The level progression in all three games is also roughly the same. In Spyro the Dragon each level contains a number of Elders to wake up from their crystal sleep, while in Spyro 2 he’s chasing after green spheres to power a gate and in Spyro 3 he’s searching for dragon eggs. Each hub world holds a number of gates leading to the individual levels, and once you’ve met the area’s requirements there’s a balloon ride to the next hub. Both the hub worlds and standard levels have a number of gems and main goals ready for a curious dragon to uncover, and you can cue up a full list of level goals at any time. The Spyro games are meant to be 100%-ed and a big part of that is making sure the player knows exactly where they need to backtrack to. This is made much easier than the originals by means of fast travel, so you can not only see what level needs a little work but also enter it directly from the same menu.
The lovely thing about this is that it lets you get all obsessive-compulsive about three games worth of goal-chasing and gem collecting across a huge variety of levels. Having the games together does an amazing job of showing off how much work went into making sure that repetition was kept to an absolute minimum, which is deeply impressive when even just the first Spyro has 17 regular levels, four free-flight areas, five hub worlds, multiple boss fights, and a bonus level for getting 100% on all the earlier areas. True, the levels are relatively small, but they expand a bit in the later games and honestly, it’s nice that the space is used efficiently. Whether you’re in the clouds, the desert, a mountainside, grassy green fields, exploring underwater, or surviving the hazards of an industrial area, it’s good to be able to search the entire level for that last missing gem in a minute or two. It also helps that, once an enemy is defeated it’s gone until you reload the level from scratch. This makes level progression one of quick and frequently intense skirmishes broken up by more relaxed exploration, and it’s an easy tempo to settle into as one level moves on to the next and it’s 3AM before you quite realize how it happened.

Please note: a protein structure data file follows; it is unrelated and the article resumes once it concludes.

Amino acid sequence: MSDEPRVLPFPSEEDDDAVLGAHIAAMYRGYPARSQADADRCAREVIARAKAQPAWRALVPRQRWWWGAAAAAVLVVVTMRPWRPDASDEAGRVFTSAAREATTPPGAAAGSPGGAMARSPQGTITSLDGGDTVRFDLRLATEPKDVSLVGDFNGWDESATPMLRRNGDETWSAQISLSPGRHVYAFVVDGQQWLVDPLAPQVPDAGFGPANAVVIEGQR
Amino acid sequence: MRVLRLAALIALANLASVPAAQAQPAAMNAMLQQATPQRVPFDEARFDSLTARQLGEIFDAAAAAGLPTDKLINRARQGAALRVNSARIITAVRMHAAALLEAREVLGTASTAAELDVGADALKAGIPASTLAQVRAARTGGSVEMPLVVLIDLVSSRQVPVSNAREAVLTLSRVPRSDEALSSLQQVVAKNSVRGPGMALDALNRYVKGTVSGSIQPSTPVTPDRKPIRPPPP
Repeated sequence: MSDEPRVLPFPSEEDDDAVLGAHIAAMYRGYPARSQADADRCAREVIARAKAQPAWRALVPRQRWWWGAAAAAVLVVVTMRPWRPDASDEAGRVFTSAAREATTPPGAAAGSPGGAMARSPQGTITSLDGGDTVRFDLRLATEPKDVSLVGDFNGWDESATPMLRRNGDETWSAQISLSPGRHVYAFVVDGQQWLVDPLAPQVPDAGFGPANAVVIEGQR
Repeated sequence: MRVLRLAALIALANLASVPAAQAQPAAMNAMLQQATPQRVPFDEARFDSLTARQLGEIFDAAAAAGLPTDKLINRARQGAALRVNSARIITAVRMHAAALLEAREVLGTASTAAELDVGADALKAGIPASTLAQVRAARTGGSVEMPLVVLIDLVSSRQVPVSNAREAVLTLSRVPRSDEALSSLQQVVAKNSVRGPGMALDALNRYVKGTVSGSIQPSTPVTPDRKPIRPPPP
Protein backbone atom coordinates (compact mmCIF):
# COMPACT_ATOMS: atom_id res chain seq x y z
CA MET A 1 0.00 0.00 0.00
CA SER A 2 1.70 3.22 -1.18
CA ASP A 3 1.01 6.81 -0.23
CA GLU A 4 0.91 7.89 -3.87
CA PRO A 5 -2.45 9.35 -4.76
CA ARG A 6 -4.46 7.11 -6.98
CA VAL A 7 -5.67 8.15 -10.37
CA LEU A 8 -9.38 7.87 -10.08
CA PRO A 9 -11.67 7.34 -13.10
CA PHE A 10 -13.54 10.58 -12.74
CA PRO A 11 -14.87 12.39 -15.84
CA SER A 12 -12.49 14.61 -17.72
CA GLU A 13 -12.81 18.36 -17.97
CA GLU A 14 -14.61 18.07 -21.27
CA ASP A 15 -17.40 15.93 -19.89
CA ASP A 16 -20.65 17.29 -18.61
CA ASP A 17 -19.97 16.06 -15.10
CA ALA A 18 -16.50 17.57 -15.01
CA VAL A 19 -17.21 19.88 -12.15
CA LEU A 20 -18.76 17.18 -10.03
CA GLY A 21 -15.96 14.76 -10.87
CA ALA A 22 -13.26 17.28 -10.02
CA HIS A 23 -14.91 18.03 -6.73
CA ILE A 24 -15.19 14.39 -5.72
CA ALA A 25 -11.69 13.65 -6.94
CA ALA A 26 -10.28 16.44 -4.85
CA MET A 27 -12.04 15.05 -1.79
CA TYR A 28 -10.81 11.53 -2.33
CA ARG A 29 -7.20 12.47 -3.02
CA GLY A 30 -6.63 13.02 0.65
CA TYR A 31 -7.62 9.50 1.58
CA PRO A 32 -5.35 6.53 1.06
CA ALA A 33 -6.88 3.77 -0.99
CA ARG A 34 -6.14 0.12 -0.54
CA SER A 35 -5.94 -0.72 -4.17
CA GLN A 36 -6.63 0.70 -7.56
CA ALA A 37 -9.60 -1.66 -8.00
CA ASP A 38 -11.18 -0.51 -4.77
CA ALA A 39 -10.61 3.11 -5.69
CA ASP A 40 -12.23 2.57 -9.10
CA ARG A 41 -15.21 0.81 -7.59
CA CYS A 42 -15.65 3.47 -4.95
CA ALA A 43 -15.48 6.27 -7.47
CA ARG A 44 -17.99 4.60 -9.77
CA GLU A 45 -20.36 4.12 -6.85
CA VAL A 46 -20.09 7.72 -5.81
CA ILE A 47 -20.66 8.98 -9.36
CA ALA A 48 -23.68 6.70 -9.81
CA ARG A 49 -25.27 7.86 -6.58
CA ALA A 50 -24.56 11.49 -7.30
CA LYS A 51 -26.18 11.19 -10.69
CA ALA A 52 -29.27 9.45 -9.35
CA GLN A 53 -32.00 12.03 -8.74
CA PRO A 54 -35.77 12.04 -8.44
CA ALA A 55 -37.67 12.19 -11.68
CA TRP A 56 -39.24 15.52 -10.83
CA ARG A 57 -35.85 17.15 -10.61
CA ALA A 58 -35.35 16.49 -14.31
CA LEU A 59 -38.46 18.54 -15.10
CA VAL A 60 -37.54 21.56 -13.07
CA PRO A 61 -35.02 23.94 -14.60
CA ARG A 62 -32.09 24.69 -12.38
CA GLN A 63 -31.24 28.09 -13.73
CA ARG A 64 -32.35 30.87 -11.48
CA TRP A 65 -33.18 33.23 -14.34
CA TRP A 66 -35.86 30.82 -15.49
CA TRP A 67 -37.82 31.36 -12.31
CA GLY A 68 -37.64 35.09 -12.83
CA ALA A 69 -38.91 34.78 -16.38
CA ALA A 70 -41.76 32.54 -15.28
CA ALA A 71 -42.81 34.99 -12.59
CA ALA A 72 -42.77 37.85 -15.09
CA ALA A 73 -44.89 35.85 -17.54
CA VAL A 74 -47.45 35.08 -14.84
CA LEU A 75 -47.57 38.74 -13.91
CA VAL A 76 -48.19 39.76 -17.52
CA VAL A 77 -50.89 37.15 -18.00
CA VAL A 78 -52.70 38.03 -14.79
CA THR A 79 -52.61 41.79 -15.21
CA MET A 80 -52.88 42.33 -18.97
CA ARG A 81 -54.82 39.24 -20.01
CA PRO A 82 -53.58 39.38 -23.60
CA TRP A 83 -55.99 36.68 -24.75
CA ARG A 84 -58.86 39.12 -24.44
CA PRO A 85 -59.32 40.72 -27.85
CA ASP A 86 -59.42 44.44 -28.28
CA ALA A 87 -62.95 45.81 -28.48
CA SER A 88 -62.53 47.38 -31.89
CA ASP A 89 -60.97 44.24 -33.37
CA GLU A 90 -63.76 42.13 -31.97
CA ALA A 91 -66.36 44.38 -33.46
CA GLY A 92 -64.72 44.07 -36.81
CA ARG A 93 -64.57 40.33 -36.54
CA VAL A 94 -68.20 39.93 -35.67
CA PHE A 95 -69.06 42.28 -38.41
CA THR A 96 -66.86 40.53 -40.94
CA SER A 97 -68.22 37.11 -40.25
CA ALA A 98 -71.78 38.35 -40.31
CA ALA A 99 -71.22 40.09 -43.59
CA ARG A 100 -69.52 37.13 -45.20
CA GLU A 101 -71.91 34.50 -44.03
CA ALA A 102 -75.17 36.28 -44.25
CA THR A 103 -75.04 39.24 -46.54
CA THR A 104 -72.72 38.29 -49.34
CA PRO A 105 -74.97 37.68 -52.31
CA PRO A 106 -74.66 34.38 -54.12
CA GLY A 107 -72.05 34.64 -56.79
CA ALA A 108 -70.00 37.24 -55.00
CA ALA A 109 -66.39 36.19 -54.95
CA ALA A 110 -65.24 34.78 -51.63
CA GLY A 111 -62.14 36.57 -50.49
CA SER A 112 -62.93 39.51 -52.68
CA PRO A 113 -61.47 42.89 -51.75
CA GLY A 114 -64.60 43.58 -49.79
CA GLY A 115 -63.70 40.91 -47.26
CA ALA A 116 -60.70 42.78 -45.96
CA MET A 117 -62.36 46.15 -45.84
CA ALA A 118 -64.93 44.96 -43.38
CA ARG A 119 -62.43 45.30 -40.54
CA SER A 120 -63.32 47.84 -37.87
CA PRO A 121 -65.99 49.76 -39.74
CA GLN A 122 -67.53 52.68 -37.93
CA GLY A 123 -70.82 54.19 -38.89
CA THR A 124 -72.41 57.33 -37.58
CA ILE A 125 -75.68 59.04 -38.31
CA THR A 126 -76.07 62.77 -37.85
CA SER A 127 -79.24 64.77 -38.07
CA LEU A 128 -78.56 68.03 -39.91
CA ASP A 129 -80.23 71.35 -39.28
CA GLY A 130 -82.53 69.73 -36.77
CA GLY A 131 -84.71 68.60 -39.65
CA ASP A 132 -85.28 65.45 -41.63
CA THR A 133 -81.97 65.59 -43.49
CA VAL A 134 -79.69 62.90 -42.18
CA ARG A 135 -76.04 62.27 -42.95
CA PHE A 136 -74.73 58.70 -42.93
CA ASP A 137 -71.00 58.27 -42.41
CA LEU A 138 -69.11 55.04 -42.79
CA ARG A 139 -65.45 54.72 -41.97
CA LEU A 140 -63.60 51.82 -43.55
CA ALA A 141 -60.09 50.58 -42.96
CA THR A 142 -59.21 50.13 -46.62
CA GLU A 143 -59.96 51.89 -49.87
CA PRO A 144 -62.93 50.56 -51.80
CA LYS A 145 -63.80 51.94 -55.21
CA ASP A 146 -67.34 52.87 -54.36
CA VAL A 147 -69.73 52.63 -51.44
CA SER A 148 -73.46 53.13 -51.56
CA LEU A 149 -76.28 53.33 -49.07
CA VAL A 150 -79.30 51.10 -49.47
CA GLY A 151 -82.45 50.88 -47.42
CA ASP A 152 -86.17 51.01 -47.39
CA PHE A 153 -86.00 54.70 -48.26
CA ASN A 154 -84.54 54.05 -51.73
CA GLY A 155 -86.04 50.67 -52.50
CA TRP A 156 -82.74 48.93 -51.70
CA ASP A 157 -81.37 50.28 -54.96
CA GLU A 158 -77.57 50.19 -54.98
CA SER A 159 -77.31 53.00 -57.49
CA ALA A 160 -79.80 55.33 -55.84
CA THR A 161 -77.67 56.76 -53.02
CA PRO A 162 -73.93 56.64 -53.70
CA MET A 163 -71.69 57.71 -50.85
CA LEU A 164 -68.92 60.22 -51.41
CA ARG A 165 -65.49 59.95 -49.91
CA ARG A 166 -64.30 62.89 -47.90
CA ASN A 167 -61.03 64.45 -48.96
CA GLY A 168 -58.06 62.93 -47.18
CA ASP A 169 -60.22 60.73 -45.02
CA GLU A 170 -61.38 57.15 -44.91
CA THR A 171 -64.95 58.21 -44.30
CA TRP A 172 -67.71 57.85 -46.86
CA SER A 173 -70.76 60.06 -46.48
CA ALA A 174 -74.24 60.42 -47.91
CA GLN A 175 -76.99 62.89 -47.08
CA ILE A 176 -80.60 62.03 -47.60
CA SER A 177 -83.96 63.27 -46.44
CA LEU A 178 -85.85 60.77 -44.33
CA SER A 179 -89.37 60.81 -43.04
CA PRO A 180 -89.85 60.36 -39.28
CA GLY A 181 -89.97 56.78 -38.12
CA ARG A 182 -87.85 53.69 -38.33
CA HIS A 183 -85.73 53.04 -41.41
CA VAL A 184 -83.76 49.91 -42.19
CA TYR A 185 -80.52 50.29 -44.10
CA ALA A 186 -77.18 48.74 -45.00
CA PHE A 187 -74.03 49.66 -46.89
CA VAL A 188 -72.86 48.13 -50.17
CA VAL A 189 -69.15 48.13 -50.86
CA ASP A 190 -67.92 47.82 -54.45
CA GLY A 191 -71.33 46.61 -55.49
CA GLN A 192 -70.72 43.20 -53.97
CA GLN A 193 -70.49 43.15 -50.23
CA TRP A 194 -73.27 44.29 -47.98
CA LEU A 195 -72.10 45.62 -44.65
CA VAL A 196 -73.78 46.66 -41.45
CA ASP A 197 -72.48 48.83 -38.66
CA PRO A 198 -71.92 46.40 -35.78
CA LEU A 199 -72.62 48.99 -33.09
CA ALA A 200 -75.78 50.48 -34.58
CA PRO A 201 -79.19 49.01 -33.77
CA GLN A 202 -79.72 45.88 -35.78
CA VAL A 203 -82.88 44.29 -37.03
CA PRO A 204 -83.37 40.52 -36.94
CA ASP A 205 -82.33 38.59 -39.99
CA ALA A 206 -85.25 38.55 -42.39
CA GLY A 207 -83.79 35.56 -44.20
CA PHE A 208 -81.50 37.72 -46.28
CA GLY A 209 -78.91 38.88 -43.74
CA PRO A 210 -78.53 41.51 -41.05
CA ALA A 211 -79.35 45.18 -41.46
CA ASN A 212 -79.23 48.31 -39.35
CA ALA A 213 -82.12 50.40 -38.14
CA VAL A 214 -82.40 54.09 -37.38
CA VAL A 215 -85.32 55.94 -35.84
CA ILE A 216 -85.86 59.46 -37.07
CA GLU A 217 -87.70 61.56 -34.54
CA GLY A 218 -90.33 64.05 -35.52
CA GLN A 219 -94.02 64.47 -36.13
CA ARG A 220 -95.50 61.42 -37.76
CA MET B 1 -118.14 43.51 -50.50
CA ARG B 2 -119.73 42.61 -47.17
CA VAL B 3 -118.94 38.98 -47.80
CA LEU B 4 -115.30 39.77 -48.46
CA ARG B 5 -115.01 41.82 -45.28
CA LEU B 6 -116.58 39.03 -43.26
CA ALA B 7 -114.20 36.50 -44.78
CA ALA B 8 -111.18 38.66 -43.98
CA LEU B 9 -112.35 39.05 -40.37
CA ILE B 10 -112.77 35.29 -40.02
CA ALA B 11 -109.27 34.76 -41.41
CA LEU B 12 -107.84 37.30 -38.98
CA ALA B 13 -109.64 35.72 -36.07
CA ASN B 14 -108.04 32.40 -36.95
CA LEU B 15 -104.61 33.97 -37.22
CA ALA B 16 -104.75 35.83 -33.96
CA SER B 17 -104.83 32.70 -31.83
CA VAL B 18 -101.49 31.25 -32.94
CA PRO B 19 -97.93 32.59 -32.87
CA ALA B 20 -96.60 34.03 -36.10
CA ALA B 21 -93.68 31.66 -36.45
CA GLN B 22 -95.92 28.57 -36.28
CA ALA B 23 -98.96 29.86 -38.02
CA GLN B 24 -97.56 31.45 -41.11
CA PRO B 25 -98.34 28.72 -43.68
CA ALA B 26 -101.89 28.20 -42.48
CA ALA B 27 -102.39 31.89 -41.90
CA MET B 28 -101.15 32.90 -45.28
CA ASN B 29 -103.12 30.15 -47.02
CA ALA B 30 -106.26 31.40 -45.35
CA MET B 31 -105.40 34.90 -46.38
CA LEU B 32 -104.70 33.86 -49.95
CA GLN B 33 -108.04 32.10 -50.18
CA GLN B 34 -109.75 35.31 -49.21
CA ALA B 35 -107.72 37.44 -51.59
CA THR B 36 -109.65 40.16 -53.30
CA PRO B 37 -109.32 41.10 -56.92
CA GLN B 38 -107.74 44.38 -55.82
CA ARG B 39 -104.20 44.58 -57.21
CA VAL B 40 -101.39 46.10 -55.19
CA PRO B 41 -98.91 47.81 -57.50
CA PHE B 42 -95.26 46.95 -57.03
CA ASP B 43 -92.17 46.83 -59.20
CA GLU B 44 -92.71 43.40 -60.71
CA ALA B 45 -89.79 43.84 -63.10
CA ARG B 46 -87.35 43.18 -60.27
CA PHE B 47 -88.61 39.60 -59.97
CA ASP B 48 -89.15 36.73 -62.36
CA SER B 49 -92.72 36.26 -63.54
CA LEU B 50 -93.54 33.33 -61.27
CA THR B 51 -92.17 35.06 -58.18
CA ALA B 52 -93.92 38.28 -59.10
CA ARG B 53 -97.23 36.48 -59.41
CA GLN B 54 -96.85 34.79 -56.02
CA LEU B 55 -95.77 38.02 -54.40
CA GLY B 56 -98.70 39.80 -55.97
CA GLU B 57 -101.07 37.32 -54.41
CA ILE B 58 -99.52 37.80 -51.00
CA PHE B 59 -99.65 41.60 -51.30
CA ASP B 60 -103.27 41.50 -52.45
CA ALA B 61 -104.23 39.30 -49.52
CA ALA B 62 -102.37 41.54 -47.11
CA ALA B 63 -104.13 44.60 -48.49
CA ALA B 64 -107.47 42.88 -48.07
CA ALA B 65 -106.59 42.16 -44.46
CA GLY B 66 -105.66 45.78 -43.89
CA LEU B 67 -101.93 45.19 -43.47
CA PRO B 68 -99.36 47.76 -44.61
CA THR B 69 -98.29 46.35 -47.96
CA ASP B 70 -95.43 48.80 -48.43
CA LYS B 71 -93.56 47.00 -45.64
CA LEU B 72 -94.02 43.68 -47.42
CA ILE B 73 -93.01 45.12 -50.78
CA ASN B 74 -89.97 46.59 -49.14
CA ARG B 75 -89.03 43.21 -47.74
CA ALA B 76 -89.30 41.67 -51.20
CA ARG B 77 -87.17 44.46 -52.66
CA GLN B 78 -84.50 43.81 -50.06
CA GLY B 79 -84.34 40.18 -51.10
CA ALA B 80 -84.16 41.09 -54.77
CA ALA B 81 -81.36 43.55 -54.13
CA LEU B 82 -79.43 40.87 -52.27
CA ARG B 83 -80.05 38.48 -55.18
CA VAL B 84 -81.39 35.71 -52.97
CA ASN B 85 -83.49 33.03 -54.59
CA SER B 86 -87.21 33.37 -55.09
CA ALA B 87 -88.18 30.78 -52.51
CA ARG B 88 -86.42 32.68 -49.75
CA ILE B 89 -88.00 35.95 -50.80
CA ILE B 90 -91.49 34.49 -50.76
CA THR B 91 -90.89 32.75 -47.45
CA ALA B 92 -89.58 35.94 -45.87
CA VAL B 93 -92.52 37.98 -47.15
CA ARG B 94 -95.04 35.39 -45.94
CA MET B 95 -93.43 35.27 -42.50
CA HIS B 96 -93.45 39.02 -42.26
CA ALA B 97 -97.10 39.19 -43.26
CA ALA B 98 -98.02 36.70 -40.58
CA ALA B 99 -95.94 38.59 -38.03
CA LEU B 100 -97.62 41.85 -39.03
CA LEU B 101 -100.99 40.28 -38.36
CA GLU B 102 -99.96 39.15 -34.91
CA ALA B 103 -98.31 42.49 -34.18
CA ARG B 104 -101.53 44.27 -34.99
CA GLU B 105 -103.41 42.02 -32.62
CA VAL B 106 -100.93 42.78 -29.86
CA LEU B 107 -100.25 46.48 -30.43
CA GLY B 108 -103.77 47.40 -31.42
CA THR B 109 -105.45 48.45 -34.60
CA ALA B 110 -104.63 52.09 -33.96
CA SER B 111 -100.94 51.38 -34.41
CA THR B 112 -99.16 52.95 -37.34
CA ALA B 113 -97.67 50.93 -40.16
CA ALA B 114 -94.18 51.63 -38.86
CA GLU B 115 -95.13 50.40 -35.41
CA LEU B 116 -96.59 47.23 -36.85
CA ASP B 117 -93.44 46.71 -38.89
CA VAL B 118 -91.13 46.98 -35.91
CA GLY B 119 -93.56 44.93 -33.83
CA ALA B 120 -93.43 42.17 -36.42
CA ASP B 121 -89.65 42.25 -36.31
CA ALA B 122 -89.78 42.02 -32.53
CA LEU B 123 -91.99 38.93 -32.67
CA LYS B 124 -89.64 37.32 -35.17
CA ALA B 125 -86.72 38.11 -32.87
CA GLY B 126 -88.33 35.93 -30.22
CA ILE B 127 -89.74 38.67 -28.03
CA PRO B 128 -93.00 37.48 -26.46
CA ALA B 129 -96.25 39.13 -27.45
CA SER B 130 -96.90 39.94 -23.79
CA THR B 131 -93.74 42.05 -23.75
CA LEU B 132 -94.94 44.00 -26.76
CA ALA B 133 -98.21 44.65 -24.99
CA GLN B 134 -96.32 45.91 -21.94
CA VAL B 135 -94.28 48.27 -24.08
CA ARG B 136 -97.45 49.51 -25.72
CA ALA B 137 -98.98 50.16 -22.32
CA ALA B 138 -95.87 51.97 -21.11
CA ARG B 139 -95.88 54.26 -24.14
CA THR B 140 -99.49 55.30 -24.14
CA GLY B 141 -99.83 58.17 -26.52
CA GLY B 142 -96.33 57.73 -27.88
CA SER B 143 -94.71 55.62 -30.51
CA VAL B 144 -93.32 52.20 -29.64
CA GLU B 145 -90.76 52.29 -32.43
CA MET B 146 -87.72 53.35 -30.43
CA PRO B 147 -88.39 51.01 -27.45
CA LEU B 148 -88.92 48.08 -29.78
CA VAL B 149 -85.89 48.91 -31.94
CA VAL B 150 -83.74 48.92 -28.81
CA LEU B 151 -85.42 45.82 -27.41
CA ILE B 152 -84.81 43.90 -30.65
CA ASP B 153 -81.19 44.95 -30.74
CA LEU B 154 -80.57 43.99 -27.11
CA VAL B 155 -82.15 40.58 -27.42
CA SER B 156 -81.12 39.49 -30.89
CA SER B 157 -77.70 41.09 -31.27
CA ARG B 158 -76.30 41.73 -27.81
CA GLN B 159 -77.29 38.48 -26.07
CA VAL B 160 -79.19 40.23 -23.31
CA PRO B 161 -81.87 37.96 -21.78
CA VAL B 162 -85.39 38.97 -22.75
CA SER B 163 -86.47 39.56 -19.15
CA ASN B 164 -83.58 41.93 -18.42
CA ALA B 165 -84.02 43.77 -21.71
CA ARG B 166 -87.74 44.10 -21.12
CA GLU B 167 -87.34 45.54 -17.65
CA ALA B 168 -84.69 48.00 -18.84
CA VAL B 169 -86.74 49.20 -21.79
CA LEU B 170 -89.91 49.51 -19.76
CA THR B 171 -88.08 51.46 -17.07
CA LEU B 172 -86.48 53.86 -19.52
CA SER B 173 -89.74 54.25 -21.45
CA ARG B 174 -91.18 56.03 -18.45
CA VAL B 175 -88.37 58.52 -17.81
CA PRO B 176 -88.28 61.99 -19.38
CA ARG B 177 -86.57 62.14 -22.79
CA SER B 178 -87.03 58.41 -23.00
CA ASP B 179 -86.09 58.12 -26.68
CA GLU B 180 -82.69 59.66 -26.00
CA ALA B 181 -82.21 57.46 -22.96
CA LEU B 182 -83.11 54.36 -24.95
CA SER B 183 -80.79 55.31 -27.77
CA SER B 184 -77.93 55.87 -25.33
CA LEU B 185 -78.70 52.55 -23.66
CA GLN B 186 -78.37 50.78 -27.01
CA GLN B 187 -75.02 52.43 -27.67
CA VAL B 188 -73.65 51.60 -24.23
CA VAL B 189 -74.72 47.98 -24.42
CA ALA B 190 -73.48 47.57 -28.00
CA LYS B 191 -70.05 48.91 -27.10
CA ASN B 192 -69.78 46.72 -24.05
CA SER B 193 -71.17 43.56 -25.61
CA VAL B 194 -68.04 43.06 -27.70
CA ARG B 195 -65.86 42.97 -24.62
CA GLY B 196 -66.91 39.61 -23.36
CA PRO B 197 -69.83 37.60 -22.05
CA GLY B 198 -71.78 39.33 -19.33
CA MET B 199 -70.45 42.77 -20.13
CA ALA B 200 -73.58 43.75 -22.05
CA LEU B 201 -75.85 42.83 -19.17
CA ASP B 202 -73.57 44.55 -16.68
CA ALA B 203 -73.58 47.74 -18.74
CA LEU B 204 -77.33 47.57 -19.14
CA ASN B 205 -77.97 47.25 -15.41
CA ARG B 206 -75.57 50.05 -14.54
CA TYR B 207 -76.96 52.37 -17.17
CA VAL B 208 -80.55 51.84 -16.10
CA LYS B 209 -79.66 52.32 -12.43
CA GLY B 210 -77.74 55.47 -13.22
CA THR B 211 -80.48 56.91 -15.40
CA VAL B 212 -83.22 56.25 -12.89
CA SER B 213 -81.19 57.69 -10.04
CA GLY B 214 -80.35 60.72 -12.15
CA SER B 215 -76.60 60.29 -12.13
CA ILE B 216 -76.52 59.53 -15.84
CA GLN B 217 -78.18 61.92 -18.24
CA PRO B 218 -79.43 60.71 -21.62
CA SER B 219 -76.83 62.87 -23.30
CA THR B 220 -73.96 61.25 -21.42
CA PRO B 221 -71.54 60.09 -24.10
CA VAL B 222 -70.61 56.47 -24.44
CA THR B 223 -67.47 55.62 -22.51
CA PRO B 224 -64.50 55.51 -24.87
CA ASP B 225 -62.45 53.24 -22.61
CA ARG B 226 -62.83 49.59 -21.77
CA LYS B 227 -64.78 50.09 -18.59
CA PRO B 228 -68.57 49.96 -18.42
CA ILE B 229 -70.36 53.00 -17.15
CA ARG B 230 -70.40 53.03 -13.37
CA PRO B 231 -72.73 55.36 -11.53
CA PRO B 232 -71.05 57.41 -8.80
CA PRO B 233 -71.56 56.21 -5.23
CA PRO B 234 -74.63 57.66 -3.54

One of the fun things about having all three games together in a single package is seeing how the series evolves, moving from being purely Spyro-centric to building a cast of, basically, furries to act as sidekicks. In Spyro 1 it’s all Spyro, all the time, exercising his basic abilities. Spyro 2 lets Spyro learn several new skills, and while ladder-climbing may not be particularly exciting the ability to swim opens up several new types of level, plus the game adds a recurring cast and each level is its own little story. Spyro 3 opens things up even further, with multiple playable non-Spyro characters joining the adventure and most levels having several different play-styles in different sections. You can practically feel the Insomniac Games of the late 1990s growing towards the developer it is today.
That’s not to downplay the work that went into polishing Spyro into its current form, though. Every character, monster, enemy, and critter has been given a full makeover, most notably with the dragons from Spyro 1 changing from a handful of models to each one being its own unique design. The level layout is almost perfectly identical but the level of detail is beautiful to see. Even the music is updated, although for purists the original tracks are available in the menu. There are a few technical hiccups here and there, like the occasional moment of inconsistent framerate and surprisingly long load times, but that doesn’t prevent Spyro Reignited Trilogy from becoming the definitive version of these PS1 classics.
Nostalgia is a tricky thing in that it tends to be a liar more often than not. It’s easy to remember something as far better than it actually was, especially when it’s a game from the early days of 3D. The Spyro games were legitimately great for the time, though, and thanks to an near-perfect balance between preservation and updating, Spyro Reignited Trilogy is every bit as excellent by today’s standards. There are rare moments of 90s awkwardness (Spyro on a skateboard, dude!) but those are few and far between, and the vast majority of the game is spent in a timeless cartoon-fantasy setting running, jumping, and breathing fire through endlessly creative levels. Spyro Reignited Trilogy is an incredible collection of games from the 3D platformers’ heyday, and a fantastic reminder of just how good the genre can be.